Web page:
In early August, tenants of the Southampton Shopping Center received notice that real estate investment trust Kimco Realty had merged with Southampton’s owner Weingarten Realty; the operation will continue as Kimco Realty. According to its website, Kimco is North America’s largest publicly traded owner/operator of open-air, grocery-chain shopping centers.  Combining its 398 shopping centers with Weingarten’s 156 properties creates a company valued at $12 billion.

Southampton Shopping Center consists of 42 leasable spaces plus one ATM, totaling 162,741 square feet.  The largest, Raley’s, operates in 60,000 square feet while my Ace Hardware occupies just under 14,000 sf.  The remaining tenants average 2200 sf each.


Kimco inherits a number of issues unresolved during Weingarten’s tenure. The first will come as no surprise to readers, and that is parking; a visit to Southampton on Fridays or weekends often results in a struggle to park. For this, you can blame city officials a generation ago.

Southampton’s original design called for 734 public parking spaces; however, a variance granted in 1979 reduced this to 641 spaces, based upon one space for every 250 sf of leasable area. In April 2014, my staff carefully counted existing spaces; we came up with only 557, this is 84 spaces short of minimum city code! We can only speculate that after initial build, the center was not properly inspected or that parking was deliberately overlooked. The unfortunate result is the overcrowding that shoppers regularly experience today.

During its oversight, Weingarten attempted to address the issue by re-striping the center with straight-in parking. More efficient, these are also tighter; designers claimed this would add approximately 40 stalls. However, Raley’s management objected, insisting that its shoppers needed the easy access that angled parking provided. So the issue was tabled.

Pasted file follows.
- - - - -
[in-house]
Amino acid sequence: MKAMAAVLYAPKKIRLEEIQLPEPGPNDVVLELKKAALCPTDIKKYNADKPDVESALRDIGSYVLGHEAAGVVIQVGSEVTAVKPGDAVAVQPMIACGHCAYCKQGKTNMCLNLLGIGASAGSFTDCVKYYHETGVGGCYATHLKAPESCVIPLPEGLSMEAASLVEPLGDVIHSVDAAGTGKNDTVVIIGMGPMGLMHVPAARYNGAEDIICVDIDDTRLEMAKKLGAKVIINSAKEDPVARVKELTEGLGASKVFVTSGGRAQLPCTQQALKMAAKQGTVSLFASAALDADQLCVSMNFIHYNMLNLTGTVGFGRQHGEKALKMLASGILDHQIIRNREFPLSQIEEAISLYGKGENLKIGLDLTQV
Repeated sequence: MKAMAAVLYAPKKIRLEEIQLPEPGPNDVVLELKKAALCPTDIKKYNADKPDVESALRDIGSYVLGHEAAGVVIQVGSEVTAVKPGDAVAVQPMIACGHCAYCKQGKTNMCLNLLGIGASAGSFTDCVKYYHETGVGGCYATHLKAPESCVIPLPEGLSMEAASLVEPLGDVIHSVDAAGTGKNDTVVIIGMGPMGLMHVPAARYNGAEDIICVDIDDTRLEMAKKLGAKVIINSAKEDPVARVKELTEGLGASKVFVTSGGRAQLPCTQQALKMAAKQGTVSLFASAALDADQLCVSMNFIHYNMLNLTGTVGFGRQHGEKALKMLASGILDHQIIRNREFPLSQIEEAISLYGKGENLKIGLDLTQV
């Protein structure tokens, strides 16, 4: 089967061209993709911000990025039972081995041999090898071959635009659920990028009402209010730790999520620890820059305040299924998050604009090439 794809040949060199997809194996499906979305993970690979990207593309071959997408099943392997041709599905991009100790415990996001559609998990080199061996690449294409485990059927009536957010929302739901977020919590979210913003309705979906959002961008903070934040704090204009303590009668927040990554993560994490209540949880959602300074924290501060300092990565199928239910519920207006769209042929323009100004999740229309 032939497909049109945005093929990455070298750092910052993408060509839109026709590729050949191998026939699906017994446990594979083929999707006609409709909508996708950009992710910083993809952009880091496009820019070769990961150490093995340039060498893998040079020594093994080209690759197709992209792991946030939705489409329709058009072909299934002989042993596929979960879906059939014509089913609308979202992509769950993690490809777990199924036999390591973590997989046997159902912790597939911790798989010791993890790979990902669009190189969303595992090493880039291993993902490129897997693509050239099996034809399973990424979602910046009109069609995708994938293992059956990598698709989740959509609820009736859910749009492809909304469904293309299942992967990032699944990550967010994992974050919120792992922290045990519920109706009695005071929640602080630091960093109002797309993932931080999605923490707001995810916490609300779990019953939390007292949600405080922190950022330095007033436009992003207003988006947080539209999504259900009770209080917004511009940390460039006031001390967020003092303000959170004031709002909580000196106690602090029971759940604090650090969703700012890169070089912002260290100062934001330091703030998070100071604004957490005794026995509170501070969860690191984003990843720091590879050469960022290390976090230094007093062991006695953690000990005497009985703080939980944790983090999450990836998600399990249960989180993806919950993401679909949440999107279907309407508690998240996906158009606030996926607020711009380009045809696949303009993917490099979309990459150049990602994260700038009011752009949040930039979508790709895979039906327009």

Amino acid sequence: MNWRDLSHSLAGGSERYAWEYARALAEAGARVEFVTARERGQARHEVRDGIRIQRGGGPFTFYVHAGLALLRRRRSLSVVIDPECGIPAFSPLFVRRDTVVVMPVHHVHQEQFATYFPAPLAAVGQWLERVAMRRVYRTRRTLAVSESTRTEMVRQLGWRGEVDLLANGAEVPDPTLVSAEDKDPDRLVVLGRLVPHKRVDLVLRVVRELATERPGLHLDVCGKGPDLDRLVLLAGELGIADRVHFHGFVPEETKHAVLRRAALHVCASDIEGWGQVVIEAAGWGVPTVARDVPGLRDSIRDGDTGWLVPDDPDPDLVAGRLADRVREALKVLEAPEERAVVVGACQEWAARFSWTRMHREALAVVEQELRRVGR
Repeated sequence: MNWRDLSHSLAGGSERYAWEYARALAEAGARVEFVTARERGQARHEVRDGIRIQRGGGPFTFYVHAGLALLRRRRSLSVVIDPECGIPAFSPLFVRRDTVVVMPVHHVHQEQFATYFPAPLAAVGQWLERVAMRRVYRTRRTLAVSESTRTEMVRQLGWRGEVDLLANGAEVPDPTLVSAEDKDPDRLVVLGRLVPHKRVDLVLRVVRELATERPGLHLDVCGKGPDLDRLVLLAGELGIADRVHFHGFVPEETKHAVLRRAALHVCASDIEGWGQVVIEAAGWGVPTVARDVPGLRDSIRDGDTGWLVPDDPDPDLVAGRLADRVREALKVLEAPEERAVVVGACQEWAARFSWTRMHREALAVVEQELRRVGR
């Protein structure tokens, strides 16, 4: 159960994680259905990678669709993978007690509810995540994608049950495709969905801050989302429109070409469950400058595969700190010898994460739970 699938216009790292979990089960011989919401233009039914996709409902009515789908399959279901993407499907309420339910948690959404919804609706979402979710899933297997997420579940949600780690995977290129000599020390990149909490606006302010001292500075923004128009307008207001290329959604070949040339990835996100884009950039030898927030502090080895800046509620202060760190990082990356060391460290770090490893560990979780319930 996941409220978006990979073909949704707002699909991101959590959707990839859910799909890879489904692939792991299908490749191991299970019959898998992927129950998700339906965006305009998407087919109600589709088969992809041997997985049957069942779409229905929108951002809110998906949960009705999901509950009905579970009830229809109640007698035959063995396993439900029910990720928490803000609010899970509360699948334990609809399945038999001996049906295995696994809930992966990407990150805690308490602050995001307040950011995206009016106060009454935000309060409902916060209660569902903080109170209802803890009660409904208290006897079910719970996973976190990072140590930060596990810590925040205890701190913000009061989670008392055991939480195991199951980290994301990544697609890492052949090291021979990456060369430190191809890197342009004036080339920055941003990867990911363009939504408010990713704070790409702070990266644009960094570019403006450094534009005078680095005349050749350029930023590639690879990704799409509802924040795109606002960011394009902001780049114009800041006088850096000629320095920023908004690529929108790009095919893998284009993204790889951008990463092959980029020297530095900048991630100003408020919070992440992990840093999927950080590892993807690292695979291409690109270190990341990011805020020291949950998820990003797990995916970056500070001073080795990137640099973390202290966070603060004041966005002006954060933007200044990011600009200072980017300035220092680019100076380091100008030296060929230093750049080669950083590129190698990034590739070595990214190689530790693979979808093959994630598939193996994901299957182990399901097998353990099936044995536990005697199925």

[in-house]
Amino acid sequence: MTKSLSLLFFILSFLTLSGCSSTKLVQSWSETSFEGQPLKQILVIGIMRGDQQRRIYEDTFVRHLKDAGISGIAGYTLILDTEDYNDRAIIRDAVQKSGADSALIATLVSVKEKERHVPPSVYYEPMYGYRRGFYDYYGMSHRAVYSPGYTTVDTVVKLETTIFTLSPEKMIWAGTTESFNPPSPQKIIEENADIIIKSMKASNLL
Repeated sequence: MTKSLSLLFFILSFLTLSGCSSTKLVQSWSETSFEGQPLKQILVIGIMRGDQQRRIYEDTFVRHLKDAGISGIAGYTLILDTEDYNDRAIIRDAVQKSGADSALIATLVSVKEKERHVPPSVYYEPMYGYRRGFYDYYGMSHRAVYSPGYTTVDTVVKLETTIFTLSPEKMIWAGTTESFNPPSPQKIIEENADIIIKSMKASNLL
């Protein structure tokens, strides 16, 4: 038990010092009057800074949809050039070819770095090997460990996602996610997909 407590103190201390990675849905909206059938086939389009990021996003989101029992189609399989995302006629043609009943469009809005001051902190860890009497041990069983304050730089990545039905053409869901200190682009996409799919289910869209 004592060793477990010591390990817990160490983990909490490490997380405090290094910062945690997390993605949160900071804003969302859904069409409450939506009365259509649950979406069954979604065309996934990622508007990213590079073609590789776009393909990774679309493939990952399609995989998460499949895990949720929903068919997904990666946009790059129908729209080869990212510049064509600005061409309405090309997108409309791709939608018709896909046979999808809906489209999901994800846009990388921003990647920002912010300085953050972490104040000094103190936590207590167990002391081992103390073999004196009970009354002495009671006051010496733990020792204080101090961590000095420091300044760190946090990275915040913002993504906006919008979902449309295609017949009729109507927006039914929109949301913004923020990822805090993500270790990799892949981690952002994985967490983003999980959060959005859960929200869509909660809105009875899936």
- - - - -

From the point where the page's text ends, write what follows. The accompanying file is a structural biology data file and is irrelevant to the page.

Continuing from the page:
The second concern is with the Southampton sign program created in October 1997, the program had been managed by Weingarten. However, it does not reflect reality and violations exist, even by Weingarten. By way of example, shoppers may have noticed the small monument sign near Raley’s for Universal Maintenance, the center’s maintenance contractor.  Paid through tenant fees, Universal leases no retail space yet it was required to erect this sign and it pays a rent to Weingarten…. Convoluted and highly questionable. Other violations exist.  Also, part of the sign program includes the center’s freeway monument sign; Southampton’s freeway sign needs a refresh – it is old, faded, and the original, odd looking cursive is unreadable.

Kimco’s new ownership brings with it an opportunity to improve upon Weingarten’s relationship with tenants and that of the City; Kimco must address parking and update the sign program. For tenants, this is a good time to consider improvements and investments within their own businesses; sadly, some are in disrepair (and the pandemic is not an excuse!)    Finally, City officials need to step up. Their predecessors seriously erred in not applying parking standards when Southampton was built. It is incumbent upon current officials to correct this and require a fix. Allowing that odd looking cell tower appendage to be constructed was inexcusable. Any future significant changes to Southampton should not be allowed until, and unless, parking is addressed.  Benicia residents and shoppers deserve no less.